Thousands of people in Laos are still in need of rescue, after a dam in a southeastern province burst earlier this week, flooding villages and killing at least 26. The dam is one of 70 hydropower plants that are proposed, underway of have been built, mainly on tributaries of the Mekong River.
It’s been almost 10 years since I was in Laos reporting on the dangers being predicted from these dams. I took a long tail boat to what’s called the Siphandone or “four thousand islands” in Southern Laos near the Cambodian border. These waters are home to one of the most magical species on earth – the Irrawaddy dolphins, which were threatened by the construction of the dams. Most recent population figures estimate between 78 and 91 are left. We stopped within sight of the dolphin feeding grounds. Suddenly, a gray fin sliced the water. In a flash, there was another. The Mekong River is wild and unforgettable.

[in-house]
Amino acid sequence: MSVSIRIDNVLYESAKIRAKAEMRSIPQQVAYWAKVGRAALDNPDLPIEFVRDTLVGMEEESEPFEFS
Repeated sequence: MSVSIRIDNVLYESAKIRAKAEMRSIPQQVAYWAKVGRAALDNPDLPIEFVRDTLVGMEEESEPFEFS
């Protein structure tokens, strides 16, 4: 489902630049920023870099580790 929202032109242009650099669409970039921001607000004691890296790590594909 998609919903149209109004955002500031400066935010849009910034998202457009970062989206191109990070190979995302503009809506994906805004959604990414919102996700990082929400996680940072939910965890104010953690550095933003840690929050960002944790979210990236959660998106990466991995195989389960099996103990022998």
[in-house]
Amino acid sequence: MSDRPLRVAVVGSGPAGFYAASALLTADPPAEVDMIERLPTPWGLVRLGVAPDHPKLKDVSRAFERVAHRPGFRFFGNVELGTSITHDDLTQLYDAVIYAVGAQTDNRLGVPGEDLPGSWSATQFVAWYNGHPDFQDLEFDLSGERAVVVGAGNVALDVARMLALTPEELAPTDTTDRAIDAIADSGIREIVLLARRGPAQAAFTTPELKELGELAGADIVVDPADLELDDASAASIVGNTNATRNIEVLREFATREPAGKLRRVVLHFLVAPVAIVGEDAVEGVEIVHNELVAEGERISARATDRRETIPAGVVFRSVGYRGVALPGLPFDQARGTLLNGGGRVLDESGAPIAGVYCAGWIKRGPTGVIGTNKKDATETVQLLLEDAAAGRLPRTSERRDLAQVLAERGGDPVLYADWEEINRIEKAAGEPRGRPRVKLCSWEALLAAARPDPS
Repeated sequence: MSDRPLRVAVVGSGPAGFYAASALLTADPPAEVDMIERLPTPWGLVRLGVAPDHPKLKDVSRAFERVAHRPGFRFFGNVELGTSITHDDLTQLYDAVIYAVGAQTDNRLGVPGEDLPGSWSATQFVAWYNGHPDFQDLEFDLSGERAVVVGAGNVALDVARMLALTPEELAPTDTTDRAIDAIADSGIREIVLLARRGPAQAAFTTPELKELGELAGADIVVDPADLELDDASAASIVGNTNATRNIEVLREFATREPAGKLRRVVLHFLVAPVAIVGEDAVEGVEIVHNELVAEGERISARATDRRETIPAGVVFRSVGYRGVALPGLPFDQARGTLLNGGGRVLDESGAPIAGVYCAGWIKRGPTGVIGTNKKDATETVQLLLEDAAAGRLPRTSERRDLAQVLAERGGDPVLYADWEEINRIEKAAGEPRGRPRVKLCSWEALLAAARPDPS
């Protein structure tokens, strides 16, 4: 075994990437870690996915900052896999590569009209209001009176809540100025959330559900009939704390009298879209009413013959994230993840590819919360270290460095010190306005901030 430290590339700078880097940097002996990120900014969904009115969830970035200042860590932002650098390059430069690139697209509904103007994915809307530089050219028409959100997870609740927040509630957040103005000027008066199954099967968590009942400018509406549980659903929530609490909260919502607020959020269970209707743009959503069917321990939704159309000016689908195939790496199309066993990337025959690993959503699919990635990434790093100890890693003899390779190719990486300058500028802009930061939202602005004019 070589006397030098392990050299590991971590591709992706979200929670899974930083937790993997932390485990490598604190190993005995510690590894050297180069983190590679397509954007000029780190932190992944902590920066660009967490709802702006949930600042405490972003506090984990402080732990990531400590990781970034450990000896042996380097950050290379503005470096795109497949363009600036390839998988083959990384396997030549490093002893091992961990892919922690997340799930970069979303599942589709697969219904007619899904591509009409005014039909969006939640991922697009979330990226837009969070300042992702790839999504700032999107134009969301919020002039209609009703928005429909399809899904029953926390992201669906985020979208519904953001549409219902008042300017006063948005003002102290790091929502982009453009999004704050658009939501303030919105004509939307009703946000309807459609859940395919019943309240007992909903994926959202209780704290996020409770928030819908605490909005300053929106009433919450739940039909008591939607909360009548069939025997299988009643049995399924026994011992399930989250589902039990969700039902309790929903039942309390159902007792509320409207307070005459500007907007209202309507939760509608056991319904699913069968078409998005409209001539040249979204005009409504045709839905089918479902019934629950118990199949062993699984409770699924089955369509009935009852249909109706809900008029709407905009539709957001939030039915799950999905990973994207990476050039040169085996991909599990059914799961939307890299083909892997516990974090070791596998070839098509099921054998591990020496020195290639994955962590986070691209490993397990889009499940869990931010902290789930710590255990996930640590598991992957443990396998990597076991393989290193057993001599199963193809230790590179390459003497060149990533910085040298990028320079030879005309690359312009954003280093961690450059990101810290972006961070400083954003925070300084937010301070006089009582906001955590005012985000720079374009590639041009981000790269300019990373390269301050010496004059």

It’s also is well suited for hydropower, and officials there want Laos to become what they call “the battery of Southeast Asia.” Earning billions by building dams and selling the electricity they produce to neighboring countries. But also threatening wildlife and people, their rice fields and riverbank gardens flooded, their fisheries — and even now their lives — lost.
For more context, click on the image above to listen to my story. Filed in 2009 but, sadly, more relevant than ever today.
With warmest regards,
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